People with HIV illness must be evaluated for their ability to work "with care and professionalism" warns a visiting UK HIV expert. His advice follows the NZ Government's announcement early last month that it is changing sickness benefits "to shift people’s attitudes and set genuinely different expectations about being available for work." "We need to be very compassionate with someone who may have been told they may be dead soon and then told: 'You're going to live but you are not going to be well,'" says Dr Mark Nelson, Service Director for the HIV Directorate at London's Chelsea and Westminster hospital which has one of the highest caseloads of HIV infected people in Britain. By far the majority of people infected with HIV in New Zealand are gay and bi men. Dr Mark Nelson "Having HIV means you have health issues which can be unmeasurable," Nelson says. "If you had a broken leg it's pretty obvious you've got a broken leg. But with HIV there are a lot of mental health issues and a lot of ill-health associated with the drug treatments." "A lot of the people who can't work, you wouldn't be able to measure why they can't work," according to Nelson. "Sometimes its a mental thing, sometimes a physical thing, but it's not something where you can say: 'Look at these blood test results...'" Nelson doesn't believe anyone "has the right to tell someone with a chronic illness like HIV that 'you can do this or that.'" His advice to assessors is: "You're a professional, listen to the patient and do a proper assessment... there are very few people with HIV who I know are pulling the wool over people's eyes." And a doctor is not necessarily the best person to do the evaluation either. In the UK, Nelson says, "they've said that in this situation the wrong person to ask is the doctor. It has emerged that occupational therapists are a good source of information on a patient." Nelson's advice is backed up by HIV positive people's support and advocacy organisation Body Positive which adds that an HIV positive person's state of health can change radically from day to day and from week to week. "Many people have times when they can do some work and other times when they feel so lousy they can hardly get out of bed," says BP General Manager Bruce Kilmister. For those HIV positive people who are fit to go back to work, "they need to be helped through that," says Nelson. "Instead of just being told 'that's the end of your benefit' there must be some kind of phased process." Nelson also says that, based on his experience in the UK and brief observation in New Zealand, more young people with HIV need to become involved in HIV activism and that HIV positive patients often need to be more actively involved in their treatment decisions and drug combination choices. Nelson's visit to New Zealand, on the eve of World AIDS Day, was sponsored by HIV drug manufacturer Janssen-Cilag. You can discuss this New Zealand gay community news story in the GayNZ.com Forum.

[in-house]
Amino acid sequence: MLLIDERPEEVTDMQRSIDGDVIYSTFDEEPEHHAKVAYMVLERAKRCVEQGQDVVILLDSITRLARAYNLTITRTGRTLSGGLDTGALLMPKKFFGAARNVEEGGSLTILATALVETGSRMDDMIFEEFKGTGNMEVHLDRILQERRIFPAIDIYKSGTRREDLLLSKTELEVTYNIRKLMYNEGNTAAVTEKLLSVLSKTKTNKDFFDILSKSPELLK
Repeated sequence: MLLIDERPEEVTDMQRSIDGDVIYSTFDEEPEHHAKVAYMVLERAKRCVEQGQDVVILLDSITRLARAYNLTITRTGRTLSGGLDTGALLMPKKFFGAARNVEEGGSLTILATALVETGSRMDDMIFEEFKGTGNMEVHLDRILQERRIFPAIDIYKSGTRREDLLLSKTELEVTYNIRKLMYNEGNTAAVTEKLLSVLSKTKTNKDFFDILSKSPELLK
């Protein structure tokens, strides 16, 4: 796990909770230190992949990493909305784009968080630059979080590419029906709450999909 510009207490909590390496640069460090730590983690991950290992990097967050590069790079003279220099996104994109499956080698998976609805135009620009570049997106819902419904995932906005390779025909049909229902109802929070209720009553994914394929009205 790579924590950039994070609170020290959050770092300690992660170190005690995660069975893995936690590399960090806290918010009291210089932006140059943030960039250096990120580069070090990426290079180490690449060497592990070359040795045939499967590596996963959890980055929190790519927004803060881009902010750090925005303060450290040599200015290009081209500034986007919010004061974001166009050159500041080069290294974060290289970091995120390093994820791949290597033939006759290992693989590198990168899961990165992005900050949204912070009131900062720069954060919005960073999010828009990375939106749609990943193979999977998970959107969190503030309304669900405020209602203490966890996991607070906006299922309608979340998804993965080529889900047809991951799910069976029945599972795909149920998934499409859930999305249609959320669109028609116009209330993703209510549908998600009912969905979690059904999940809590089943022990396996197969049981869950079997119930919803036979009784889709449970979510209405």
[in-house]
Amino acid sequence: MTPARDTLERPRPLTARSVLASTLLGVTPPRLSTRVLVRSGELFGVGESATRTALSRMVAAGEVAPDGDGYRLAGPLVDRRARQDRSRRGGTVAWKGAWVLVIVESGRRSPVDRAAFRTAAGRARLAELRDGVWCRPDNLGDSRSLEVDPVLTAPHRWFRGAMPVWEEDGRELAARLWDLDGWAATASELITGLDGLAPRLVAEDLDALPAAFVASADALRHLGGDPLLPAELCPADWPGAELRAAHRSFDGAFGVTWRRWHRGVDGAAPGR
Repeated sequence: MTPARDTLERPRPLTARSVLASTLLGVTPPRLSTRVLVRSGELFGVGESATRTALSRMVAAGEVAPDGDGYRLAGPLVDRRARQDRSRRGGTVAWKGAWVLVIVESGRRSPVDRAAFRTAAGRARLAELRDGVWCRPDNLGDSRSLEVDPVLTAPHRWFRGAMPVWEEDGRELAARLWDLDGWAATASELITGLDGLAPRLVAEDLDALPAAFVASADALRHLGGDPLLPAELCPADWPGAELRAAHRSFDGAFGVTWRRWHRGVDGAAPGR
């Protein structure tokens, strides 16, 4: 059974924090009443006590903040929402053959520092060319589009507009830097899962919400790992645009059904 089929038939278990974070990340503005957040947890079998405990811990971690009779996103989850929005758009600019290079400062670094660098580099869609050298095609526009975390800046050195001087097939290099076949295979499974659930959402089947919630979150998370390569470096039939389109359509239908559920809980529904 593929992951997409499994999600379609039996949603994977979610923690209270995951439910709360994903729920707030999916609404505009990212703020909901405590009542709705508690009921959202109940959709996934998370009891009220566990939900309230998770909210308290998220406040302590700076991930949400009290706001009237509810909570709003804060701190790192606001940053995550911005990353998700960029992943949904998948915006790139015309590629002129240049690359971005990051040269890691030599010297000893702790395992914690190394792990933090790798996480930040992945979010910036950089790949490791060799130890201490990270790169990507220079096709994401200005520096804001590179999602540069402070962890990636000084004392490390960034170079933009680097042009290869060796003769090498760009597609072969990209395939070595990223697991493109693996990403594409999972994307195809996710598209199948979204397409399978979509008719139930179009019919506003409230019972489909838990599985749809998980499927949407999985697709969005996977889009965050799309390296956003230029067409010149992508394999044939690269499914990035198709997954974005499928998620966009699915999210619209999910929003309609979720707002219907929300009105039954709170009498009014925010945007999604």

Credit: GayNZ.com Daily News staff
First published: Thursday, 1st December 2011 - 12:59am
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